See the CBS poll (all states combined): http://www.scribd.com/doc/111619086/Quinn-10-31-FL-OH-VA?secret_password=2l8php1ck5l2c2wr8j6x

Results:

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Summary: As stated, these polls oversampled democrats heavily. While it is difficult to predict how each party will turn out in 2012, there is no reason to believe the voting demographic will turn out as these polls claim they will. Once unskewed, Romney leads in FL and VA by 1.9 and 1.7 points, respectively. In OH, Obama maintains a 1 point lead. The recent trend of Romney capturing independent votes remains, but there is one caveat: in Ohio, for example, Romney is winning among independents 49-43... which is the exact same percentage McCain carried the state by in 2008. This is not good news for Romney as he needs a stronger independent showing to capture this crucial swing state.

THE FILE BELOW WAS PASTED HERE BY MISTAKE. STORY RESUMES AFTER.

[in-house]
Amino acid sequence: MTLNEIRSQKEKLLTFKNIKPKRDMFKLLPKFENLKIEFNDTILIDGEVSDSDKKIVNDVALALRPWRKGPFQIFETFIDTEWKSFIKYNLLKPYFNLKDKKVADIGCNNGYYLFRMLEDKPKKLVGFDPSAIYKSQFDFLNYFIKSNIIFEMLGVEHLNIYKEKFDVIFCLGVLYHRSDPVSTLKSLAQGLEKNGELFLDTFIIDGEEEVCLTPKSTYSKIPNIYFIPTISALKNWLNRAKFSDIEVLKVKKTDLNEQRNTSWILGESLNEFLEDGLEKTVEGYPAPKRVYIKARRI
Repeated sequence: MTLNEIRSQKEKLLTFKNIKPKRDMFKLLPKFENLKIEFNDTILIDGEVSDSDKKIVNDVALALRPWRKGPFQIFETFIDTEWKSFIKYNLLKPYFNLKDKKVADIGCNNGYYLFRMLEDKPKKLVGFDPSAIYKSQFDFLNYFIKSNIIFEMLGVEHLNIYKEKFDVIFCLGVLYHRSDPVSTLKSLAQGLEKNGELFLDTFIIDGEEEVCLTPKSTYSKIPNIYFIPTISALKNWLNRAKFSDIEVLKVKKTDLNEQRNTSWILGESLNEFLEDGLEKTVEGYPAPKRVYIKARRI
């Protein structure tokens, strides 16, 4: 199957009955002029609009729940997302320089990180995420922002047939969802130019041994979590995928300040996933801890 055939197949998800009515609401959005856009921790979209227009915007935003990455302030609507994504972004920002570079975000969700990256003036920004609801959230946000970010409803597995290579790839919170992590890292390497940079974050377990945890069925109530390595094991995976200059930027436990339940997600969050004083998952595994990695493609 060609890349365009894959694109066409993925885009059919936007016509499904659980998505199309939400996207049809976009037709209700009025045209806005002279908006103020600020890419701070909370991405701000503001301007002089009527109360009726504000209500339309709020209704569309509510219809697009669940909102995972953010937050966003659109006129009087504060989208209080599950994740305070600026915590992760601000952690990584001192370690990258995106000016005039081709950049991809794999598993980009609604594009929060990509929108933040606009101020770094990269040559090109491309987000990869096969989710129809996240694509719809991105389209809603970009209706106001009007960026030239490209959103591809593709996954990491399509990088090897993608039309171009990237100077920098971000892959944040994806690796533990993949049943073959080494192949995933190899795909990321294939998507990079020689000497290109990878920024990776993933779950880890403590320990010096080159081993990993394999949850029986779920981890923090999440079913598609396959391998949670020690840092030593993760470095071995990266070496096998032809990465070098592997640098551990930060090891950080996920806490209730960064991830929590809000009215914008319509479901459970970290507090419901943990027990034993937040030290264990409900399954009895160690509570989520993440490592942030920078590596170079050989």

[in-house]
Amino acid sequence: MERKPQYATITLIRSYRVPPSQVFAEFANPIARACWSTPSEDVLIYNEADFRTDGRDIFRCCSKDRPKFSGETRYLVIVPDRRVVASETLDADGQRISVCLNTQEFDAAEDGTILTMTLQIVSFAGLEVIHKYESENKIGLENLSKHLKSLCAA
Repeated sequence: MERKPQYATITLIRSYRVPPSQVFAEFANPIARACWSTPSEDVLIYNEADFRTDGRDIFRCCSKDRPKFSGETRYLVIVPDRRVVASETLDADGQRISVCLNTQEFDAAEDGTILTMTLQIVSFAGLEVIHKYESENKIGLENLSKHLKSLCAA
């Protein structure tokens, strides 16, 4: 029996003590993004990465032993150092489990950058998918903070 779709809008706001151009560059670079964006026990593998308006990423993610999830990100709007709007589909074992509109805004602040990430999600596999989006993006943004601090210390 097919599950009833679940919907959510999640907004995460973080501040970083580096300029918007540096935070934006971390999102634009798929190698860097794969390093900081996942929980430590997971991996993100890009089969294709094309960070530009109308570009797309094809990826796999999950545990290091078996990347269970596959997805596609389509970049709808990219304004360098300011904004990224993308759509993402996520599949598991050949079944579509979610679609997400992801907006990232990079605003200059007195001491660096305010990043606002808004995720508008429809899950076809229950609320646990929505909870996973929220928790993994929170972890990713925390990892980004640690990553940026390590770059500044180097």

October 29 - Four key swing state polls are reported as Obama leads or ties... but are heavily oversampled. Unskewed analysis shows strong positions for Romney.

Ohio Poll (PPP): http://www.publicpolicypolling.com/pdf/2011/PPP_Release_OH_1028.pdf
Ohio Poll (Gravis Marketing): http://www.gravispolls.com/2012/10/gravis-marketing-ohio-poll-results.html
Florida Poll (PPP): http://www.publicpolicypolling.com/pdf/2011/PPP_Release_FL_1028.pdf
Virginia Poll (Gravis Marketing): http://www.gravispolls.com/2012/10/virginia-presidential-and-senate-poll.html

Results:

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Summary: In both the Ohio PPP and Gravis marketing poll, democrats were oversampled by a +8 count. When unskewed, using Gallup's party affiliation demographic information (which does show a slight democrat oversampling), Romney was up in PPP's poll by +0.9 and by +2.8 in Gravis' poll. In Florida, a 5 point democrat oversampling led to a +1 Obama result, but unskewed results showed Romney up by 1.6 points. In Virginia, democrats were oversampled by an unrealistic 8 points, resulting in a tie overall, but after the data was unskewed, Romney had a 5.6 point lead. In every poll, Romney did significantly better among independents. The smallest lead he had was by +4 in the OH PPP poll, and the largest independent lead he had was by 17 in the VA poll.